(Wood" tick`) (Zoöl.) Any one of several species of ticks of the genus Ixodes whose young
cling to bushes, but quickly fasten themselves upon the bodies of any animal with which they come in
contact. When they attach themselves to the human body they often produce troublesome sores. The
common species of the Northern United States is Ixodes unipunctata.
(Wood"wall`) n. (Zoöl.) The yaffle. [Written also woodwale, and woodwele.]
(Wood"ward`) n. (Eng. Forest Law) An officer of the forest, whose duty it was to guard the
(Wood*war"di*a) n. [NL. After Thomas J. Woodward, an English botanist.] (Bot.) A genus
of ferns, one species of which (Woodwardia radicans) is a showy plant in California, the Azores, etc.
(Wood"-wash` Wood"-wax`) Wood"- wax`en n. [AS. wuduweaxe.] (Bot.) Same as Woadwaxen.
(Wood"work`) n. Work made of wood; that part of any structure which is wrought of wood.
(Wood"worm`) n. (Zoöl.) See Wood worm, under Wood.
1. Abounding with wood or woods; as, woody land. "The woody wilderness." Bryant.
Of woody Ida's inmost grove.
2. Consisting of, or containing, wood or woody fiber; ligneous; as, the woody parts of plants.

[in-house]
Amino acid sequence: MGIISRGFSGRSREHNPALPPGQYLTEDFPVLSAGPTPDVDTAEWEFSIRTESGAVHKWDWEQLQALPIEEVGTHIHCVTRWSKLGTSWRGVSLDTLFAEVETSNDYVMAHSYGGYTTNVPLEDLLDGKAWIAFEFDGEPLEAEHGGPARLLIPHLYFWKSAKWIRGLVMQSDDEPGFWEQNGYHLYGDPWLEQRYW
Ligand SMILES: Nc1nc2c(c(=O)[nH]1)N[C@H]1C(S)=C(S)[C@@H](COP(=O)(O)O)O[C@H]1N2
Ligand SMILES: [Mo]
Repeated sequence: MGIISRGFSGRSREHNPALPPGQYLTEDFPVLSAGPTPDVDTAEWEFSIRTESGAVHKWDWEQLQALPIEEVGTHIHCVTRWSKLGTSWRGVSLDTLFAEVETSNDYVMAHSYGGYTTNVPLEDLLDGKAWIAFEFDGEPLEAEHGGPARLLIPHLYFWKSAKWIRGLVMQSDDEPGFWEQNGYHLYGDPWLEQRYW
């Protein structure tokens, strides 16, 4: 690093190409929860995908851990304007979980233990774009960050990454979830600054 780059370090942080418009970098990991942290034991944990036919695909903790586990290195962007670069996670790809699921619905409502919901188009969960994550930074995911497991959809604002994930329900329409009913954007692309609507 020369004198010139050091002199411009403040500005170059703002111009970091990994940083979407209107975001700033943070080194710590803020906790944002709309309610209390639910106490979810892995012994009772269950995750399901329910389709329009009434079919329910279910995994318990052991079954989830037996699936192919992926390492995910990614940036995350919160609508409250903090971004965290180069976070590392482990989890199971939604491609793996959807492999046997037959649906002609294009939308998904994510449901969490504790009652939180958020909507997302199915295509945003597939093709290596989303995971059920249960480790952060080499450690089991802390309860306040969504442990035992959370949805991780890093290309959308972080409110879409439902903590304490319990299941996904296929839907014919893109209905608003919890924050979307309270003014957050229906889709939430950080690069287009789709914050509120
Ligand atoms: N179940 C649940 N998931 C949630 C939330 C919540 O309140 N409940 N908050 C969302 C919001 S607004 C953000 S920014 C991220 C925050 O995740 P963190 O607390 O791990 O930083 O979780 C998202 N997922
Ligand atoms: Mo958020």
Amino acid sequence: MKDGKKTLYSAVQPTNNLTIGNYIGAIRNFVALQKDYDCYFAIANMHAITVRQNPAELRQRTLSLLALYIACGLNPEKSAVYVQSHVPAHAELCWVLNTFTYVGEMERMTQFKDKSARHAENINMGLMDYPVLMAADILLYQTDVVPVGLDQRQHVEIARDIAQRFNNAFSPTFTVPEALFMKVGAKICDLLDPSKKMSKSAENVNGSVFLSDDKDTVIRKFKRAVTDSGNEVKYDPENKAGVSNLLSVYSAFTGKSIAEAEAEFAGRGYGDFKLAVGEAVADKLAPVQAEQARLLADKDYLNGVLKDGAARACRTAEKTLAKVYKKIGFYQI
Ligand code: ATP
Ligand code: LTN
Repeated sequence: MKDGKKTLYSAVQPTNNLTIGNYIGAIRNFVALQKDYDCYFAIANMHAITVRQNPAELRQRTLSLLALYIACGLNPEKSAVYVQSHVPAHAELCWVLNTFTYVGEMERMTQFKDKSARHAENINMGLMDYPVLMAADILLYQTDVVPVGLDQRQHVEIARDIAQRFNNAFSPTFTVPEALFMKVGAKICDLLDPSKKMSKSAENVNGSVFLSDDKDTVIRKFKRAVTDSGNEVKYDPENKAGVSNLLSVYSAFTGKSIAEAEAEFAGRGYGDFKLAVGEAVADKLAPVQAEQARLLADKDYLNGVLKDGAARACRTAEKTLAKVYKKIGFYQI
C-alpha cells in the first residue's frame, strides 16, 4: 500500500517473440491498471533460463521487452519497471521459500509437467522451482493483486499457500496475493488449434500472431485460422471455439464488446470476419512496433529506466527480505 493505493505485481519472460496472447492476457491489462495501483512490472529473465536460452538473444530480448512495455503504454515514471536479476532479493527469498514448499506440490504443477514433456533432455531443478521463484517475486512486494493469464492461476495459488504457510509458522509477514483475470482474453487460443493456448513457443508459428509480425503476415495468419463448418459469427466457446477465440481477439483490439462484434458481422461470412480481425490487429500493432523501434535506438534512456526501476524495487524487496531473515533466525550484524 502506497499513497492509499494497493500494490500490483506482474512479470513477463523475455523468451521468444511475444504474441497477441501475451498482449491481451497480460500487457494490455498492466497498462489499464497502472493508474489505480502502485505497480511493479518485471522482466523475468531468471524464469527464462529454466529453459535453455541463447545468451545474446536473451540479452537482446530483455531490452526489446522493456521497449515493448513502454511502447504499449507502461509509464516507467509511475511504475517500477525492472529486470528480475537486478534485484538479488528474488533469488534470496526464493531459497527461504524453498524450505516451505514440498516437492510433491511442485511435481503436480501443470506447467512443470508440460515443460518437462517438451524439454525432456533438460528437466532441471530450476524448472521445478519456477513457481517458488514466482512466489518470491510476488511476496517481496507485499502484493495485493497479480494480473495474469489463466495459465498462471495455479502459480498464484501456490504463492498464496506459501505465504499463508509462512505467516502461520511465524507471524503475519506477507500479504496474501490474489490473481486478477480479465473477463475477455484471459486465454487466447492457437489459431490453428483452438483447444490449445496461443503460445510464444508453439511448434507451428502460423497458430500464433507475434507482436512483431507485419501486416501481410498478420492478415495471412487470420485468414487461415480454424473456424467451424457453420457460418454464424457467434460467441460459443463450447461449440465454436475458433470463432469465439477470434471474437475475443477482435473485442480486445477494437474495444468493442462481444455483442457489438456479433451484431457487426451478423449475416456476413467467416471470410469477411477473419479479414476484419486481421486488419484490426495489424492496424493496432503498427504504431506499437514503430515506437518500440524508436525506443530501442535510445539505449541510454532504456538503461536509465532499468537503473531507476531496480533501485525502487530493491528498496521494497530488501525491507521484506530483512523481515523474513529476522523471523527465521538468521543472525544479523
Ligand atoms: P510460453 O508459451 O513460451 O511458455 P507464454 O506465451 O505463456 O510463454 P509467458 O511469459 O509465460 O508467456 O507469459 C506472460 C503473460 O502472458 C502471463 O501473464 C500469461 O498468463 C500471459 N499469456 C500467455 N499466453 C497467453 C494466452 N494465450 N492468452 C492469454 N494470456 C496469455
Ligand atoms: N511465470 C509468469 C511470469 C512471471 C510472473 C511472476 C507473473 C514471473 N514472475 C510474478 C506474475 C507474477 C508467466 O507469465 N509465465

3. Of or pertaining to woods; sylvan. [R.] "Woody nymphs, fair Hamadryades." Spenser.
Woody fiber. (Bot.) (a) Fiber or tissue consisting of slender, membranous tubes tapering at each
end. (b) A single wood cell. See under Wood. Goodale. Woody nightshade. (Bot.). See
Bittersweet, 3 (a). Woody pear (Bot.), the inedible, woody, pear- shaped fruit of several Australian
proteaceous trees of the genus Xylomelum; called also wooden pear.
(Woo"er) n. [AS. wogere. See Woo, v. t.] One who wooes; one who courts or solicits in love; a
suitor. "A thriving wooer." Gibber.
(Woof) n. [OE. oof, AS. owef, oweb, aweb; on, an, on + wef, web, fr. wefan to weave. The
initial w is due to the influence of E. weave. See On, Weave, and cf. Abb.]
1. The threads that cross the warp in a woven fabric; the weft; the filling; the thread usually carried by the
shuttle in weaving.
2. Texture; cloth; as, a pall of softest woof. Pope.
(Woo"fell) n. (Zoöl.) The European blackbird. "The woofell near at hand that hath a golden
(Woof"y) a. Having a close texture; dense; as, a woofy cloud. J. Baillie.
(Woo`hoo") n. (Zoöl.) The sailfish.
(Woo"ing*ly) adv. In a wooing manner; enticingly; with persuasiveness. Shak.
(Wook") obs. imp. of Wake. Woke. Chaucer.